Dale Davis (poet)

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Dale T. Davis is an American writer, educator, publisher, producer, scholar, dramaturge, and advocate for young people. She was one of the founding poets of ANew York State Poets In The Schools. As a publisher she established The Sigma Foundation, a limited edition, private press with Dr. James Sibley Watson, Jr. avant-garde filmmaker and publisher and editor of The Dial magazine, the leading modernist journal of arts and letters. The Sigma Foundation published the work of Margaret Caroline Anderson, Mina Loy, and Djuna Barnes. The Sigma Foundation’s books are in many permanent collections, including The Collection of American Literature, Beinecke Library, Yale University and The Collection of American Women, Smith College.[1]

In 1979, she founded The New York State Literary Center (NYSLC) where she continues to serve as Executive Director. Writers, editors, and artists who have worked with Dale Davis as integral contributors to NYSLC’s programs included Homero Aridjis, William Bronk, Kenneth Burke, Robert Creeley, Malcolm Cowley, Robert Fitzgerald, Kamilah Forbes, Jonathan Galassi, Hugh Kenner, Ted Kooser, James Laughlin, Ruth Maleczech, Emir Rodriguez Monegal, Octavio Paz, William Stafford, Carrie Mae Weems, and Eliot Weinberger.[2] Davis’ belief in all young people extended NYSLC’s reach to students at the highest risk for educational failure. Today NYSLC serves the incarcerated through interdisciplinary, strength based arts programs.[3]

NYSLC has published over 600 books of writing by young people, 30 children’s books by incarcerated youth, and has produced 30 CDs. A NYSLC program was featured at the William Carlos Williams Centennial at the Harvard Club in New York for the Modern Language Association Convention. NYSLC’s programs have been the subject of articles in New York Magazine and The New York Times, honored by The President’s Committee on Arts and Humanities, The Center for Disease Control National AIDS Clearinghouse, the American Council on The Arts, The National Alternative Education Association, The National Dropout Prevention Association, the Annenberg School of Communication, Arts In Criminal Justice, and a documentary by Columbia University’s EdLab. In 2014, Dale Davis received the Andrew P. Meloni Award from the Monroe County Sheriff's Office for dedication and commitment to improve the education of those incarcerated through NYSLC's arts, education, and rehabilitation programs.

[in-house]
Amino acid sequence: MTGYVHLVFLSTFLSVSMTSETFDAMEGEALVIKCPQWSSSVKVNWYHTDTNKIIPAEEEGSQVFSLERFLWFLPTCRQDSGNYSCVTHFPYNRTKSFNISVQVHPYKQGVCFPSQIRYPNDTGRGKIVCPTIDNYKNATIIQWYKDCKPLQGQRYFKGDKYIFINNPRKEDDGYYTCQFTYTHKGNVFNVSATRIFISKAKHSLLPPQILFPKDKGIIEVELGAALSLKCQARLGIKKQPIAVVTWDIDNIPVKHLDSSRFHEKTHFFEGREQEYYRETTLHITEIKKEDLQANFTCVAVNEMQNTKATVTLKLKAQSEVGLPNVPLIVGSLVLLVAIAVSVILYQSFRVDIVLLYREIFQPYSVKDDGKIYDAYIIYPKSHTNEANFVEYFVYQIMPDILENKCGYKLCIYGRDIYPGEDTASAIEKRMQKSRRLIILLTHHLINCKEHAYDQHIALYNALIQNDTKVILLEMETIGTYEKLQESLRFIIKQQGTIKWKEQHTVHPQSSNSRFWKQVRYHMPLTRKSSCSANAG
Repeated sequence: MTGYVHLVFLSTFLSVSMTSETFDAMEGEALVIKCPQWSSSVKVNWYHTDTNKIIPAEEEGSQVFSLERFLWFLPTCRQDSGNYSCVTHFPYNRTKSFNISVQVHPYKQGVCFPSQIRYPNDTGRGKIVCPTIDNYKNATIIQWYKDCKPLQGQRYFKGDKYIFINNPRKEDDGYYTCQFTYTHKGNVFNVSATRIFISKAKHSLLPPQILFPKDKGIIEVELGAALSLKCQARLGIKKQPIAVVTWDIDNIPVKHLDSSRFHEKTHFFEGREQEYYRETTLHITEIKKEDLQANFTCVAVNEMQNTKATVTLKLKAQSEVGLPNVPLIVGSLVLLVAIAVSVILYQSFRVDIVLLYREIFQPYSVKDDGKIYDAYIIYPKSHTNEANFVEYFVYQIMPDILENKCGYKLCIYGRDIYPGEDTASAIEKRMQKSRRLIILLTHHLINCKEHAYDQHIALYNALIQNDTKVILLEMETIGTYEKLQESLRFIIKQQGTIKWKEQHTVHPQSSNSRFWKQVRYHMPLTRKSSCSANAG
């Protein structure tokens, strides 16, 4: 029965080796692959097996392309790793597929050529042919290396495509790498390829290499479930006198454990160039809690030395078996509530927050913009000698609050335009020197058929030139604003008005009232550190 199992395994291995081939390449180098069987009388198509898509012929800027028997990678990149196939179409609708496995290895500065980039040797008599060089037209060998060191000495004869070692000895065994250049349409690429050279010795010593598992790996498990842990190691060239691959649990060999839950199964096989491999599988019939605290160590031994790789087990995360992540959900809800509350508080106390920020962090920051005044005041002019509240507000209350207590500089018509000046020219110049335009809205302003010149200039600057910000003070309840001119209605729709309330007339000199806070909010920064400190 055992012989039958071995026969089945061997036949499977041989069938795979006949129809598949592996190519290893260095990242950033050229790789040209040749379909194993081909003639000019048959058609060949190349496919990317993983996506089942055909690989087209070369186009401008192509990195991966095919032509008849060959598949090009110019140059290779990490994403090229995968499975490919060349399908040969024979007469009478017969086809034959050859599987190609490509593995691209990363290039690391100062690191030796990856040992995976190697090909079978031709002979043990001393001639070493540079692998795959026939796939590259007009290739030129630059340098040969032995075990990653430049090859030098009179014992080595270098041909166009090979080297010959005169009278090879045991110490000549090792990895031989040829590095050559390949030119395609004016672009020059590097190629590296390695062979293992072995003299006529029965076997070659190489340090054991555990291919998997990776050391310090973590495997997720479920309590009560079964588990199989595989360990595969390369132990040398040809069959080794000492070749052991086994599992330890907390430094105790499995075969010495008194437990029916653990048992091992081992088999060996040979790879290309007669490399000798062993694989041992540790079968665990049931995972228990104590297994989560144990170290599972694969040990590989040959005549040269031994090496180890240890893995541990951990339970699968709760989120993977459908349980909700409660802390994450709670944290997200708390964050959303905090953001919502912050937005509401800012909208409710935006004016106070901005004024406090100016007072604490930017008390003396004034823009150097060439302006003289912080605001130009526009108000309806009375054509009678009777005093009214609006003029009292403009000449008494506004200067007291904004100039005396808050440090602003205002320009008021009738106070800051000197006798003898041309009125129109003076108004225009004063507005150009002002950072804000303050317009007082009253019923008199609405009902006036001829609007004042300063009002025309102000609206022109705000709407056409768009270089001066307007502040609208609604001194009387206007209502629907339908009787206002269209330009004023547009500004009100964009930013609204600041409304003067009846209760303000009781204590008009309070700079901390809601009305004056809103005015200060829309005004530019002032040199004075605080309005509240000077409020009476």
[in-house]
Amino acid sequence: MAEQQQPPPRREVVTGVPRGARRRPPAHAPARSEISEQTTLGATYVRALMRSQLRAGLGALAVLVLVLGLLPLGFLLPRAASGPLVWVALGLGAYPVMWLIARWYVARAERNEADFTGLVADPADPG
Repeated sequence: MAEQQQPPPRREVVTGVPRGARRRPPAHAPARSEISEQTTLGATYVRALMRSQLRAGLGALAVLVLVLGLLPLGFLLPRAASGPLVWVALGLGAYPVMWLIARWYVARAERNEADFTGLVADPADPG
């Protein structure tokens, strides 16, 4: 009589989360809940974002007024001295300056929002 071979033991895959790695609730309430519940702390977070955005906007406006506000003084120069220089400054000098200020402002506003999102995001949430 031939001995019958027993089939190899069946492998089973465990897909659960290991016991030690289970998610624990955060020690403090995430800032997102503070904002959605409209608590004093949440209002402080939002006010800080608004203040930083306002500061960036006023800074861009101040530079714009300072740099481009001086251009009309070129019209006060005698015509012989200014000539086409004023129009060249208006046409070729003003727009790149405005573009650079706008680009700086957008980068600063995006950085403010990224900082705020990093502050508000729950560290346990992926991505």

Dale Davis has lectured and conducted teacher education programs in Juneau, Alaska, Honolulu, Hawaii, the Mississippi Delta, and throughout the country. As a recognized expert on Youth Culture, she served as a consultant to ABC Network. She has presented papers on her work with young people at state and national conferences, including College Board's National Forum, Education and The American Future, on employing arts learning with underserved populations to foster cultural understanding and unleash students’ creativity to prepare students to tackle today’s pressing issues. She has served as a panelist for Massachusetts Cultural Council’s first Creative Teaching Fellowships Program. She has served as both an Education Panelist and Literature Panelist for The New York State Council on The Arts.

As an advocate for Teaching Artists, Davis was one of the founders of New York State's Association of Teaching Artists (ATA) in 1998. In 2006 she became the Association of Teaching Artists’ first Executive Director where she continues to serve. She is in communication with Teaching Artists nationwide and consults on training and professional development for artists who teach in schools and in communities. ATA now reaches over 5,000 artists and arts professionals weekly. In 2010 with the encouragement and support of Teaching Artists and arts education organizations throughout the country, ATA became a national network and community of practice. In 2011, ATA convened the first national gathering of Teaching Artists, the Teaching Artists Forum, at the Center for Arts Education in New York City. Now in its sixteenth year, ATA continues as a model in pioneering serving artists who work in education and community venues.

Dale Davis’ installations, combining the writing of young people and her own photographs, have been exhibited in several prominent venues. She has written 12 theater pieces, adapted from the writing of those with whom she has worked, that have been performed in juvenile justice facilities, prisons, and jails. Her writing has appeared in publications from The Iowa Review to Op-Ed in The New York Times. Recent publications include chapters in Unseen Cinema, Classics In The Classroom and columns in the online publication, The Bakery.

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